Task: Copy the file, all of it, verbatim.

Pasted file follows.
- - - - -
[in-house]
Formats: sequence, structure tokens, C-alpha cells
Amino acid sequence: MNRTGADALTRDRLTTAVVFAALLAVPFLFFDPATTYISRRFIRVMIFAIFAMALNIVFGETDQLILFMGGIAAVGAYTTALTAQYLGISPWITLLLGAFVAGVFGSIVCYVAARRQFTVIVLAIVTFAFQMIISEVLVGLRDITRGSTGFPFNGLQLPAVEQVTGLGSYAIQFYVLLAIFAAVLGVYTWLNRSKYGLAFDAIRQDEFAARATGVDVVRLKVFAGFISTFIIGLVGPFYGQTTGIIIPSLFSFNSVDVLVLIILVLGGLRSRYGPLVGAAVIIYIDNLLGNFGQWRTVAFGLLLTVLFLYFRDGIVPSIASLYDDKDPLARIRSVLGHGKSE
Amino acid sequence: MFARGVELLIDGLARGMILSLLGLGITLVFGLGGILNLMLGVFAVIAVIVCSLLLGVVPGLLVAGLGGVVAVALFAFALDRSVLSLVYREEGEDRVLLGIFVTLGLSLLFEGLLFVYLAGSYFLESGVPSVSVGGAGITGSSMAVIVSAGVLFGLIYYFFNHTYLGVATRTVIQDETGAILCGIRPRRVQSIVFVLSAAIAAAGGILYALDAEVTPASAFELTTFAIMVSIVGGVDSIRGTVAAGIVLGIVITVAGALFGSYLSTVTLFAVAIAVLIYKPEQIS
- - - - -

[in-house]
Formats: sequence, structure tokens, C-alpha cells
Amino acid sequence: MNRTGADALTRDRLTTAVVFAALLAVPFLFFDPATTYISRRFIRVMIFAIFAMALNIVFGETDQLILFMGGIAAVGAYTTALTAQYLGISPWITLLLGAFVAGVFGSIVCYVAARRQFTVIVLAIVTFAFQMIISEVLVGLRDITRGSTGFPFNGLQLPAVEQVTGLGSYAIQFYVLLAIFAAVLGVYTWLNRSKYGLAFDAIRQDEFAARATGVDVVRLKVFAGFISTFIIGLVGPFYGQTTGIIIPSLFSFNSVDVLVLIILVLGGLRSRYGPLVGAAVIIYIDNLLGNFGQWRTVAFGLLLTVLFLYFRDGIVPSIASLYDDKDPLARIRSVLGHGKSE
Amino acid sequence: MFARGVELLIDGLARGMILSLLGLGITLVFGLGGILNLMLGVFAVIAVIVCSLLLGVVPGLLVAGLGGVVAVALFAFALDRSVLSLVYREEGEDRVLLGIFVTLGLSLLFEGLLFVYLAGSYFLESGVPSVSVGGAGITGSSMAVIVSAGVLFGLIYYFFNHTYLGVATRTVIQDETGAILCGIRPRRVQSIVFVLSAAIAAAGGILYALDAEVTPASAFELTTFAIMVSIVGGVDSIRGTVAAGIVLGIVITVAGALFGSYLSTVTLFAVAIAVLIYKPEQIS